Letterer Jon Babcock is brought on board to do his best Tom Orzechowski lettering job. It works in that the book looks like what I picture an X-Book to look like. Those smooth letters cast the mutant shine across the pages. He has some problems, though, in doing the open lettering. You know how John Workman works it so that word balloons take the place of segments of panel borders that they come into contact with? Babcock does it here with the computer. (This isn't new. Chris Eliopoulos, for one, has been doing it from the start of THE DEFENDERS.) The problem he has is that the backgrounds and gutters areas of the pages aren't white. They're slightly colored. The white background of the work balloons leaks over into those gutters and makes the whole thing look sloppy.

Overall, the book is nothing revolutionary. It's strongly crafted, but there isn't a distinct personal flavor added to it that will bring me back strongly for more. I think Kipinian shows great promise as a comics writer, though, and hope that this mini-series isn't the last we see of him.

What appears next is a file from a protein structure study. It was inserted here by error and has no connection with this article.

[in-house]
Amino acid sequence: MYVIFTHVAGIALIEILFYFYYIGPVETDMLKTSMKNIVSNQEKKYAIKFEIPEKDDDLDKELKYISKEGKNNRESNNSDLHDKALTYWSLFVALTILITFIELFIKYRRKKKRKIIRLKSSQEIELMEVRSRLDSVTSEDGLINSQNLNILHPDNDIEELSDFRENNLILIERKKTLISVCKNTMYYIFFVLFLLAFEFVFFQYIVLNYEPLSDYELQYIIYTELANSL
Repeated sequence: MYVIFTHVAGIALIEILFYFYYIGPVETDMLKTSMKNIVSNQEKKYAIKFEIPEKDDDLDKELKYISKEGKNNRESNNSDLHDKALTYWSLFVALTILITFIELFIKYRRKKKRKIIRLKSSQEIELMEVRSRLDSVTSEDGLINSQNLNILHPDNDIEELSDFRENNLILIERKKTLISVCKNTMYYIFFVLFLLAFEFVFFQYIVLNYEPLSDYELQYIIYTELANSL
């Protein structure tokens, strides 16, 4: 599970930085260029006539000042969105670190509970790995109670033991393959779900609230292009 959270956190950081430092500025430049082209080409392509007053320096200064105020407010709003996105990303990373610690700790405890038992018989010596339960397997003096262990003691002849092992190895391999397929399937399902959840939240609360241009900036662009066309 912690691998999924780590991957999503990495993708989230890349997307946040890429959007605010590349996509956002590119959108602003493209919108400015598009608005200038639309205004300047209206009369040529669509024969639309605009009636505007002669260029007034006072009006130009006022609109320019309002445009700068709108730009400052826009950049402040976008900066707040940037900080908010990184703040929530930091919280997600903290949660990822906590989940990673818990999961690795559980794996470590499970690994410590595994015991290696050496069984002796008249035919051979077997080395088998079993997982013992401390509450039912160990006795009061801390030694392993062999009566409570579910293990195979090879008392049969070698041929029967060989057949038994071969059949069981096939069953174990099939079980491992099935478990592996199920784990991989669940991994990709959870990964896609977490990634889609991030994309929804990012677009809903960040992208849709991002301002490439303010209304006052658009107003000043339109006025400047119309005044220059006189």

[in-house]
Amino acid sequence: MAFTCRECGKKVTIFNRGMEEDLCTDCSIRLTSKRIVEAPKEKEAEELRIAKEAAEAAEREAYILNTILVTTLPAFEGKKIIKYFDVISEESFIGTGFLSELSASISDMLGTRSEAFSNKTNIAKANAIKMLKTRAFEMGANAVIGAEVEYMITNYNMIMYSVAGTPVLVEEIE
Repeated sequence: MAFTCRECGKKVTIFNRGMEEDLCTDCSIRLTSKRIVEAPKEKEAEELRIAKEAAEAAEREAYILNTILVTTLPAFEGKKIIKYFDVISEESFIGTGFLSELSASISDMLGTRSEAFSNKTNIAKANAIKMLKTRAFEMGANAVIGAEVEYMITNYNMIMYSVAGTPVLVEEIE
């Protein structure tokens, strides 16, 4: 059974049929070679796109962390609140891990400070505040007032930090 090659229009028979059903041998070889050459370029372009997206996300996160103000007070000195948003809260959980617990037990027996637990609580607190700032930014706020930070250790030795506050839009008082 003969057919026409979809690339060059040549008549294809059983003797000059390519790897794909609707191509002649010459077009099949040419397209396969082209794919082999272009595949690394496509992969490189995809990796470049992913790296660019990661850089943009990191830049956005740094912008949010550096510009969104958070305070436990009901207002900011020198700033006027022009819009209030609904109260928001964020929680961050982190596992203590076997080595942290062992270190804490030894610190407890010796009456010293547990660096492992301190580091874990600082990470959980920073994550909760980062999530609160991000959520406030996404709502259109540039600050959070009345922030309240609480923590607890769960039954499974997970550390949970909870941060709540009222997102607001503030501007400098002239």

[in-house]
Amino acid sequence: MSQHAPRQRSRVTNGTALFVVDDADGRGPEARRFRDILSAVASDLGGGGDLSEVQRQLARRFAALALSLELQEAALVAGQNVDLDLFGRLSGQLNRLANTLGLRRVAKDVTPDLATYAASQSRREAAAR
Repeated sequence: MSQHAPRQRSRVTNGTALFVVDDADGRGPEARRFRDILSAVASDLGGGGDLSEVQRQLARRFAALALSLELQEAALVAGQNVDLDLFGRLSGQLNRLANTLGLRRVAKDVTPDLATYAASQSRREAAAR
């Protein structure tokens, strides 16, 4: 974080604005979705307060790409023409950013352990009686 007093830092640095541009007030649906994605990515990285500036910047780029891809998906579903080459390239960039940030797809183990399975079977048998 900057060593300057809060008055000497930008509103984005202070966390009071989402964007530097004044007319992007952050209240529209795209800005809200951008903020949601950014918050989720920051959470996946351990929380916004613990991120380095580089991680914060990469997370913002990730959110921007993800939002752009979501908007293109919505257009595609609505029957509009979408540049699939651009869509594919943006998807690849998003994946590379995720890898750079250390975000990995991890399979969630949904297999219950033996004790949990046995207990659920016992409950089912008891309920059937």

DOUBLE TAKE #6 includes the debut of "Rex Mantooth: Kung Fu Gorilla" from Matt Fraction and Andy Kuhn. It's a wild opening story. Just nuts. Throw everything out the window and have a laugh. Reminds me a bit that way of SKY APE or ANGEL AND THE APE. The trick is in getting it to remain interesting after the first couple of stories.

ANGEL AND THE APE #4 comes out tomorrow, but I just read #3 last night. Like "Rex Mantooth," it's a plot wrapped very tightly under a bundle of comedy. Chaykin and Tischman are writing a laugh out loud funny book where the plot isn't the most important thing. Just enjoy it for the double entendres and occasional SOUTH PARK-esque humor. Art Adams' covers are also beautiful.